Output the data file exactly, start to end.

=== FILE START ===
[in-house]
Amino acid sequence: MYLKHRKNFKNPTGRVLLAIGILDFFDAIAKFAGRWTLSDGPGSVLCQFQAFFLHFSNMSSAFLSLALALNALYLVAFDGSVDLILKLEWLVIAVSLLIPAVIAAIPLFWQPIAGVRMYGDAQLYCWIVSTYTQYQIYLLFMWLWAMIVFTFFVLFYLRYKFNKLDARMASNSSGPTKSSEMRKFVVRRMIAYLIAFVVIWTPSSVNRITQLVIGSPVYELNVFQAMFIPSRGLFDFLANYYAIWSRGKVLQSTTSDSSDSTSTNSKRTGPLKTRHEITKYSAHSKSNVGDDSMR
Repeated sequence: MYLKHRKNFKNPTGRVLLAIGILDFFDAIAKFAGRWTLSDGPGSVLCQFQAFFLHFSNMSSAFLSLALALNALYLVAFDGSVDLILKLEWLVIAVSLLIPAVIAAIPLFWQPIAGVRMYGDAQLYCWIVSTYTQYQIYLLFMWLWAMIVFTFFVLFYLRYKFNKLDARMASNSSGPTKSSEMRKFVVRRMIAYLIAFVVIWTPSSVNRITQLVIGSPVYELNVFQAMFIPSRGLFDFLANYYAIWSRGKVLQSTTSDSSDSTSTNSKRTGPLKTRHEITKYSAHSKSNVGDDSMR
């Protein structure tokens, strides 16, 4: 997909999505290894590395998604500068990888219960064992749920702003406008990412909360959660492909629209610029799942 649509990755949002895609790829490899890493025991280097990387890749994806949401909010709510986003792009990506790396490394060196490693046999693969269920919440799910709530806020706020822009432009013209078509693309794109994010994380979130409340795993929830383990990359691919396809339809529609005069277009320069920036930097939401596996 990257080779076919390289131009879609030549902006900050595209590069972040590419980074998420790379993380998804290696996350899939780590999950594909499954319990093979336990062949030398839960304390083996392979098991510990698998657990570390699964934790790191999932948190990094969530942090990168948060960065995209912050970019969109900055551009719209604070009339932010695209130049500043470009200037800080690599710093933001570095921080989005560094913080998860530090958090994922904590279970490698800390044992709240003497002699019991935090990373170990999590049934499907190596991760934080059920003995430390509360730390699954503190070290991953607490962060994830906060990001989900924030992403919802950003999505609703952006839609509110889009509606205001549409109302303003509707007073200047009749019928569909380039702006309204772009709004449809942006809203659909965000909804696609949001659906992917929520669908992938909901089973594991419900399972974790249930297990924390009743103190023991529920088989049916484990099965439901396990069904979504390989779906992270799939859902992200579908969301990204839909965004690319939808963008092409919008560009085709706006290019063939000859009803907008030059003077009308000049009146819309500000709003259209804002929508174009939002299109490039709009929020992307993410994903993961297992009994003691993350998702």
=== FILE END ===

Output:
[in-house]
Amino acid sequence: MYLKHRKNFKNPTGRVLLAIGILDFFDAIAKFAGRWTLSDGPGSVLCQFQAFFLHFSNMSSAFLSLALALNALYLVAFDGSVDLILKLEWLVIAVSLLIPAVIAAIPLFWQPIAGVRMYGDAQLYCWIVSTYTQYQIYLLFMWLWAMIVFTFFVLFYLRYKFNKLDARMASNSSGPTKSSEMRKFVVRRMIAYLIAFVVIWTPSSVNRITQLVIGSPVYELNVFQAMFIPSRGLFDFLANYYAIWSRGKVLQSTTSDSSDSTSTNSKRTGPLKTRHEITKYSAHSKSNVGDDSMR
Repeated sequence: MYLKHRKNFKNPTGRVLLAIGILDFFDAIAKFAGRWTLSDGPGSVLCQFQAFFLHFSNMSSAFLSLALALNALYLVAFDGSVDLILKLEWLVIAVSLLIPAVIAAIPLFWQPIAGVRMYGDAQLYCWIVSTYTQYQIYLLFMWLWAMIVFTFFVLFYLRYKFNKLDARMASNSSGPTKSSEMRKFVVRRMIAYLIAFVVIWTPSSVNRITQLVIGSPVYELNVFQAMFIPSRGLFDFLANYYAIWSRGKVLQSTTSDSSDSTSTNSKRTGPLKTRHEITKYSAHSKSNVGDDSMR
């Protein structure tokens, strides 16, 4: 997909999505290894590395998604500068990888219960064992749920702003406008990412909360959660492909629209610029799942 649509990755949002895609790829490899890493025991280097990387890749994806949401909010709510986003792009990506790396490394060196490693046999693969269920919440799910709530806020706020822009432009013209078509693309794109994010994380979130409340795993929830383990990359691919396809339809529609005069277009320069920036930097939401596996 990257080779076919390289131009879609030549902006900050595209590069972040590419980074998420790379993380998804290696996350899939780590999950594909499954319990093979336990062949030398839960304390083996392979098991510990698998657990570390699964934790790191999932948190990094969530942090990168948060960065995209912050970019969109900055551009719209604070009339932010695209130049500043470009200037800080690599710093933001570095921080989005560094913080998860530090958090994922904590279970490698800390044992709240003497002699019991935090990373170990999590049934499907190596991760934080059920003995430390509360730390699954503190070290991953607490962060994830906060990001989900924030992403919802950003999505609703952006839609509110889009509606205001549409109302303003509707007073200047009749019928569909380039702006309204772009709004449809942006809203659909965000909804696609949001659906992917929520669908992938909901089973594991419900399972974790249930297990924390009743103190023991529920088989049916484990099965439901396990069904979504390989779906992270799939859902992200579908969301990204839909965004690319939808963008092409919008560009085709706006290019063939000859009803907008030059003077009308000049009146819309500000709003259209804002929508174009939002299109490039709009929020992307993410994903993961297992009994003691993350998702």